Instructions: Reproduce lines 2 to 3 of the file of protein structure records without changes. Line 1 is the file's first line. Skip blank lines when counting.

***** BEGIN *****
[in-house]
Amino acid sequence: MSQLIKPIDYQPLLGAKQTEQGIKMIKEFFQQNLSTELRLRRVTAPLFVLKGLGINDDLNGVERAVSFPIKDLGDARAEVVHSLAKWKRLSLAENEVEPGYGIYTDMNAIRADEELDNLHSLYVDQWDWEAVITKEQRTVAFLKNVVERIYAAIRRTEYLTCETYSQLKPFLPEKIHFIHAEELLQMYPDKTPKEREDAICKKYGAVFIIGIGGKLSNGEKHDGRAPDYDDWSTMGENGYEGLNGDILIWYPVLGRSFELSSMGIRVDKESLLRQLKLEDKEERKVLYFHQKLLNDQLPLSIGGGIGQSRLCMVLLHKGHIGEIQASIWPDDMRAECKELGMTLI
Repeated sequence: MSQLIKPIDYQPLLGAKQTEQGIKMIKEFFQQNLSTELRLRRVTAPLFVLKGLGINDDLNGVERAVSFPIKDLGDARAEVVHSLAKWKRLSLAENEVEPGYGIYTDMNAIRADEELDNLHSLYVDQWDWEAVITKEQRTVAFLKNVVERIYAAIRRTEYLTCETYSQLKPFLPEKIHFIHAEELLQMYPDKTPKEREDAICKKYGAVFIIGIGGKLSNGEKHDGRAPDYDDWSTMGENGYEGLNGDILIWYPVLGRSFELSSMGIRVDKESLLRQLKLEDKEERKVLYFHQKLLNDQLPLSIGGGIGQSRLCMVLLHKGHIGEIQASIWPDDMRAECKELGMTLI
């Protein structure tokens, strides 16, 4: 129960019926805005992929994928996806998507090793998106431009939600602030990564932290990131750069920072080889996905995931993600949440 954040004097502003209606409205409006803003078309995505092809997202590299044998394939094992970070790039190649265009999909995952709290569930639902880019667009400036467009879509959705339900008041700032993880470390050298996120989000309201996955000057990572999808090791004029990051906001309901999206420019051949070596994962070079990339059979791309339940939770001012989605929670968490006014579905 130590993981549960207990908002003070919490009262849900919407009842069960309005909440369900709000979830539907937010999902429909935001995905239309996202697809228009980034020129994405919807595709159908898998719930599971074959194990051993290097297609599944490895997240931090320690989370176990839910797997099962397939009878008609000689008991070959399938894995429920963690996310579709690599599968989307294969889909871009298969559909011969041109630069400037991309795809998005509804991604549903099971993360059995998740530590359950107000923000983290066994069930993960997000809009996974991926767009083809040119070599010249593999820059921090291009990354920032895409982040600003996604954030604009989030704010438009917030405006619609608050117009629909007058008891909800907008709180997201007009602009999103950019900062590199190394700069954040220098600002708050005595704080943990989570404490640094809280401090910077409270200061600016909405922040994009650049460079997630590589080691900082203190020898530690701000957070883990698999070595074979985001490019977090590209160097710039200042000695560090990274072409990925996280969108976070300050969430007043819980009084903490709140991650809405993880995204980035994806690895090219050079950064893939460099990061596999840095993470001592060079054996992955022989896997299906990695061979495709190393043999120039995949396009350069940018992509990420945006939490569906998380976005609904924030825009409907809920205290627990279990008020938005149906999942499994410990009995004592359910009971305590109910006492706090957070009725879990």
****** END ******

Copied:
Amino acid sequence: MSQLIKPIDYQPLLGAKQTEQGIKMIKEFFQQNLSTELRLRRVTAPLFVLKGLGINDDLNGVERAVSFPIKDLGDARAEVVHSLAKWKRLSLAENEVEPGYGIYTDMNAIRADEELDNLHSLYVDQWDWEAVITKEQRTVAFLKNVVERIYAAIRRTEYLTCETYSQLKPFLPEKIHFIHAEELLQMYPDKTPKEREDAICKKYGAVFIIGIGGKLSNGEKHDGRAPDYDDWSTMGENGYEGLNGDILIWYPVLGRSFELSSMGIRVDKESLLRQLKLEDKEERKVLYFHQKLLNDQLPLSIGGGIGQSRLCMVLLHKGHIGEIQASIWPDDMRAECKELGMTLI
Repeated sequence: MSQLIKPIDYQPLLGAKQTEQGIKMIKEFFQQNLSTELRLRRVTAPLFVLKGLGINDDLNGVERAVSFPIKDLGDARAEVVHSLAKWKRLSLAENEVEPGYGIYTDMNAIRADEELDNLHSLYVDQWDWEAVITKEQRTVAFLKNVVERIYAAIRRTEYLTCETYSQLKPFLPEKIHFIHAEELLQMYPDKTPKEREDAICKKYGAVFIIGIGGKLSNGEKHDGRAPDYDDWSTMGENGYEGLNGDILIWYPVLGRSFELSSMGIRVDKESLLRQLKLEDKEERKVLYFHQKLLNDQLPLSIGGGIGQSRLCMVLLHKGHIGEIQASIWPDDMRAECKELGMTLI